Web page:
While studying psychology (language-orientation) at the Free University in Amsterdam, John worked part-time as a computer operator. Combining both activities in 1981 he joined a large social security orgisation in the Netherlands with a department created to introduce state of the art on-line database processing. In 1984 he joined the Dutch subsidiary of a US consultancy company as a systems architect, involved in the most research intensive projects building leading edge applications such as graphical user interfaces to large-scale administrative systems, integration of administrative and manufacturing systems, dedicated portable hardware/software to decentrally monitor critical components in chemical plants, and a logistical tracking and planning system using state of the art satellite communication and localisation. In 1990, with two colleagues he founded a consultancy, but left that after three years to join a large Dutch ICT Consultancy, where as a business architect he did many projects involving business process re-engineering, exploiting emerging information technology. In 2000 he joined an e-Business Architect which collapsed when the ‘New Economy’ bubble burst. In 2001 he started Digital Knowledge (www.digital-knowledge.com) dedicated to developing and introducing new business concepts and approaches in medium scale organisations. Currently he is involved in several projects using web-based semantic technology, helping companies to leverage the value of their unstructured information. Recently John teamed up with VISH (www.vish.nl). VISH and Digital Knowledge use Vish & Chipz (www.VishAndChips.com) to explore unconventional societal and business issues. John has entered the McKinsey new business management contest (www.NewVenture.nl) twice, once with a knowledge management product for students (memory bank for students) and recently, with Vish & Chipz, developing a product/service for emergency situations (escapePod).
John was born in Australia and now lives in the Netherlands
Mathijs van Zutphen
Philosopher, educator, artist and creator of VISH
Van Zutphen is currently involved in promoting and creating a new and alternative vision on education.
VISH is the front end of a private research effort dedicated to gaining a better understanding of reality and our various relations to it through a systems approach. VISH wants to make sense, educate, and function as an online knowledge base. Our knowledge-driven modern society is an informational climate rich in media and communication technology yet poor in meaning and understanding. Understanding arises from meaningful connections between ideas and knowledge domains. Innovation and technology drive complexity, requiring specialization as a way of managing this growing complexity, but specialization entails fragmentation of knowledge. Philosophy, rather than being an academic specialism, can be the antidote to this fragmentation, and has an important role as integrator of disciplines.
Van Zutphen is currently involved in promoting and creating a new and alternative vision on education.
After studies in the US, at the University of Pennsylvania, and at the University of Edinburgh’s Department of Cognitive Science, van Zutphen finished his degree in Philosophy at the university of Amsterdam. A passionate scholar of Philosophy of Science, he studied Thermodynamics, Logic, Logical Semantics and Philosophy of Language.
Working as a researcher and lecturer at different Universities in Hungary, he focused on developing educational tools and methods while exploring the complexities of intercultural communication.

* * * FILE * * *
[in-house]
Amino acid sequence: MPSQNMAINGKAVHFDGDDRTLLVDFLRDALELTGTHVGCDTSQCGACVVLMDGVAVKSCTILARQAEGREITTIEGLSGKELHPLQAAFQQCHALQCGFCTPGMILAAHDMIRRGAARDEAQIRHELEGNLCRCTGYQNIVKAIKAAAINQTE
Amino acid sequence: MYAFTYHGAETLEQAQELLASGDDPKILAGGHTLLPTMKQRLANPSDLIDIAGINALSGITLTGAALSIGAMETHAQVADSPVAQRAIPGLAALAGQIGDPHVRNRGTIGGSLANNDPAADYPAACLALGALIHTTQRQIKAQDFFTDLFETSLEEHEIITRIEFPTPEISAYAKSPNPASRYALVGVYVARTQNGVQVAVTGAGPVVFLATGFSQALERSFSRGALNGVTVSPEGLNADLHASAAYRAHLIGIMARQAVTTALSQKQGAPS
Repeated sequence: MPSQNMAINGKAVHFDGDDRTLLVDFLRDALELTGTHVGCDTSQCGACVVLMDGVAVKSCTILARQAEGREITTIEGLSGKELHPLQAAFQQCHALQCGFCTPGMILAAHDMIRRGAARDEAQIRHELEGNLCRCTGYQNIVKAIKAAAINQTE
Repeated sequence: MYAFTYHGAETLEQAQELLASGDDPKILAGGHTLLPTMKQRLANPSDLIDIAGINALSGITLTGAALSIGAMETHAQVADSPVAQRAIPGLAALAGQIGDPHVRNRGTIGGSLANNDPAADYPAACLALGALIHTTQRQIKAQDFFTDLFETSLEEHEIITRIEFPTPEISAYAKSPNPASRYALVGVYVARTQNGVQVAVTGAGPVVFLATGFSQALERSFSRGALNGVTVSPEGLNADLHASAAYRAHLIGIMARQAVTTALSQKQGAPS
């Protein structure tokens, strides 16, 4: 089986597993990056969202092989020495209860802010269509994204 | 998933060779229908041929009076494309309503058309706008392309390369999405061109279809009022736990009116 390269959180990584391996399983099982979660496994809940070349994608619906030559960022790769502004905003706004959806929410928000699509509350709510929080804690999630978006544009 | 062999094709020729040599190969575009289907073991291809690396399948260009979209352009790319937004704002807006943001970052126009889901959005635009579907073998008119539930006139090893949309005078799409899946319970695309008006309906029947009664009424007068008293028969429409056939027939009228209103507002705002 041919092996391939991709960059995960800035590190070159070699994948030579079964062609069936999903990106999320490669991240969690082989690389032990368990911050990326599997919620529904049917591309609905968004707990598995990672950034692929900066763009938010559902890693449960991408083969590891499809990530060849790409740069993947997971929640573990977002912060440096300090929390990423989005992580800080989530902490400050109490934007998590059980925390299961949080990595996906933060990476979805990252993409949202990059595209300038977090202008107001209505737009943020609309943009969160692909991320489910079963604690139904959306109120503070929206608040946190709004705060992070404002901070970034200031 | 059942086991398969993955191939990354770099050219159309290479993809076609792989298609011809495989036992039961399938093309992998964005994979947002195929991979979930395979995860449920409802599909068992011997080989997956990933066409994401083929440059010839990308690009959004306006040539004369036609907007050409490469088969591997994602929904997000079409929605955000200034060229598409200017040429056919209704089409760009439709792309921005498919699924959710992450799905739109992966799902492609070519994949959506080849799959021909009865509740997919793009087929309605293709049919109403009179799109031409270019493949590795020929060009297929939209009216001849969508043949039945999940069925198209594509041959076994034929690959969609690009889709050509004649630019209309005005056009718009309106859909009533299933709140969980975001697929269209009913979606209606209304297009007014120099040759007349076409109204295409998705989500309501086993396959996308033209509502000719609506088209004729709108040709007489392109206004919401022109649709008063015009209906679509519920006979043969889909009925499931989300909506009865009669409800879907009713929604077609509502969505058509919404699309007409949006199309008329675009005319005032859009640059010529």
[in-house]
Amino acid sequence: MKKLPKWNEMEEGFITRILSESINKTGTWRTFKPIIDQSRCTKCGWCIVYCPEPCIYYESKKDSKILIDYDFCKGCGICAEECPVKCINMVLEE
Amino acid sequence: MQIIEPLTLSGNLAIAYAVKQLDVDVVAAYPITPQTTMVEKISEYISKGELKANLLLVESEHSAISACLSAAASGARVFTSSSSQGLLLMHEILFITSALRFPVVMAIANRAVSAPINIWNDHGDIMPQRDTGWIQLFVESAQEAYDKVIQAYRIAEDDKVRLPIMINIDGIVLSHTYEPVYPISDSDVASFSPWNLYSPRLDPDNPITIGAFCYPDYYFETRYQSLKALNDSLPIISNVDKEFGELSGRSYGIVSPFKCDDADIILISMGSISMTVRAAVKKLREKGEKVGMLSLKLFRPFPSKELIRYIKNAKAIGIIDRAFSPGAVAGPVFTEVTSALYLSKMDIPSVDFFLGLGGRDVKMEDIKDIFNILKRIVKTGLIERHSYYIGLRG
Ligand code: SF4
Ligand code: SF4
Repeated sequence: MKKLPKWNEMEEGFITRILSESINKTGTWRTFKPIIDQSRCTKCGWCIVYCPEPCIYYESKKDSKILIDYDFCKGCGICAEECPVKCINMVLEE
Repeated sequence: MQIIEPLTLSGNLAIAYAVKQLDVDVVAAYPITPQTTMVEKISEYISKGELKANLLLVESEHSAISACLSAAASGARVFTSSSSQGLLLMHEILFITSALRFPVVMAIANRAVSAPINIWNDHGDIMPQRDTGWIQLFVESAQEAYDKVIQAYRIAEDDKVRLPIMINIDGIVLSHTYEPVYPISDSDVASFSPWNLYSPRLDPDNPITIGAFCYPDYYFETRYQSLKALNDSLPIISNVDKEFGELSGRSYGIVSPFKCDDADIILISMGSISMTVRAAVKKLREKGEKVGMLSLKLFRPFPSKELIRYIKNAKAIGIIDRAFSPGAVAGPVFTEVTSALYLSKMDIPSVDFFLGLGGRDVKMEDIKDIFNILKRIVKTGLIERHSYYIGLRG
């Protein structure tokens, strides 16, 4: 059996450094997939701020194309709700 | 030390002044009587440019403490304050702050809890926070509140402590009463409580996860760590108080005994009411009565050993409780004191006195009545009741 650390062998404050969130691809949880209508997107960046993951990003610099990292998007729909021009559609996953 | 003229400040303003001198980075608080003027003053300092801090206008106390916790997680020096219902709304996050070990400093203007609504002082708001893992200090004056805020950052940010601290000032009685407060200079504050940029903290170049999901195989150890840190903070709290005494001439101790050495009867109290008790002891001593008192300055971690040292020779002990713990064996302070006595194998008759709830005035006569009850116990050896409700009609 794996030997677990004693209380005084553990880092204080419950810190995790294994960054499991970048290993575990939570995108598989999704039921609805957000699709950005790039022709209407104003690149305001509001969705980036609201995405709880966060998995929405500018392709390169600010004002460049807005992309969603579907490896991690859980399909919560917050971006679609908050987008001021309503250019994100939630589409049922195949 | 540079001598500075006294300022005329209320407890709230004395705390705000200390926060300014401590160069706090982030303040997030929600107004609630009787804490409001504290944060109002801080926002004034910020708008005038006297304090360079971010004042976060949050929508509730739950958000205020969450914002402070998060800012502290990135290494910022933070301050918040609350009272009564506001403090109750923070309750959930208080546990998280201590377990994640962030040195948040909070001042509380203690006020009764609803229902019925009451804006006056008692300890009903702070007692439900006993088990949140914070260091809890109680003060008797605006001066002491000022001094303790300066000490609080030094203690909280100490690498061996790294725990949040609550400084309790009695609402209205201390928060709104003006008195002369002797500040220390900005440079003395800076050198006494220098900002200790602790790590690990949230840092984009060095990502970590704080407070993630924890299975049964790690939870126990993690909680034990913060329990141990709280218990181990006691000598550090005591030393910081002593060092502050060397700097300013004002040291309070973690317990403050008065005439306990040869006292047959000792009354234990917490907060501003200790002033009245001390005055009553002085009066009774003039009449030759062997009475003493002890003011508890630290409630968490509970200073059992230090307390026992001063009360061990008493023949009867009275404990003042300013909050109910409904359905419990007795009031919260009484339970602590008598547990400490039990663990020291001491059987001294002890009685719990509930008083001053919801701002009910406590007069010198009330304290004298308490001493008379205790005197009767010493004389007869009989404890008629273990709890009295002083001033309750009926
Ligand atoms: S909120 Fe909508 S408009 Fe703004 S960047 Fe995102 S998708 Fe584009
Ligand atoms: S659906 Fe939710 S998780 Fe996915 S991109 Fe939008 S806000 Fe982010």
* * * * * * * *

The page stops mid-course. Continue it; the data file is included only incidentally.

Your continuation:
He gained indepth knowledge and experience as a web application developer, and helped create a succesful Business to Consumer internet company. More recently he was involved in setting up a business intelligence desk at a consulting firm in the Netherlands (Pentascope).
Mathijs is an artist (www.malandroart.com) and musician (saxophone), and lives in Amsterdam.
Philosopher, Editor, Publisher
Monica Soeting, geboren 1955 in Amsterdam volgde gymnasiaal onderwijs aan het Stedelijk Gymnasium te Leeuwarden en het Dr. Nassau College in Assen. In 1973 haalde zij het highschool diploma aan de Kamehameha Highschool in Honolulu, Hawaii, en in 1975 deed zij staatsexamen gymnasium alfa te Den Haag.
Nadat zij een jaar lang gewerkt had in Zuid-Duitsland en Zwitserland, begon zij in 1977 met de studie filosofie aan de Eberhard-Karls Universität in Tübingen, Duitsland. Nadat zij daar in 1979 de Zwischenprüfung met goed gevolg doorstond, studeerde ze twee jaar filosofie aan de Universiteit van Amsterdam. Deze jaren sloot ze af met het kandidaatsexamen. Na enkele jaren kunstgeschiedenis gestudeerd te hebben in Tübingen, haalde ze in1988 haar doctoraal examen wijsbegeerte aan de Universiteit van Amsterdam.
Soeting werkte als medewerker buitenland bij de Nederlandse Vereniging voor Woningbouwverenigingen en was hoofdredacteur van het tijdschrift Surplus. Daarna was zij als recensent verbonden aan Vrij Nederland, Trouw, Surplus, Biografie Bulletin en de Volkskrant en maakte zij deel uit van de redactie van de Gids. In 2002 kreeg Soeting een aanstelling als redacteur bij uitgeverij Atlas in Amsterdam. Tegenwoordig werkt zij als redacteur bij uitgeverij Ambo|Anthos, is zij hoofdredacteur van Biografie Bulletin, levert zij bijdragen voor de literatuurbijlage van Trouw en is zij betrokken bij een project dat uitgevoerd wordt door de faculteit Ethiek & Filosofie van de Geneeskunde aan de Erasmus Universiteit in Rotterdam.
Member of the Club of Amsterdam Round Table
Homme Heida is a generalist by heart, who worked as a journalist for several mass media like Algemeen Dagblad, Tros Aktua and publishing group VNU. After ten years he started his own bureau Promedia: company journalism, which slowly changed into business journalism. Now back again with larger media, he is editor-in-chief of Global Dutch, a magazine for Dutch entrepreneurs, who are active in foreign countries.
Homme Heida has a continuing interest in a more philosophical approach of ‘being there’. His views on the future are very much based on new technologies. “Humans change only slowly by evolution. Technology will speed it up”, he argues. His credo is: ‘living body and soul’, which means to him a sportive challenge as well as an intellectual one. From the Amsterdam marathon till the Club of Amsterdam.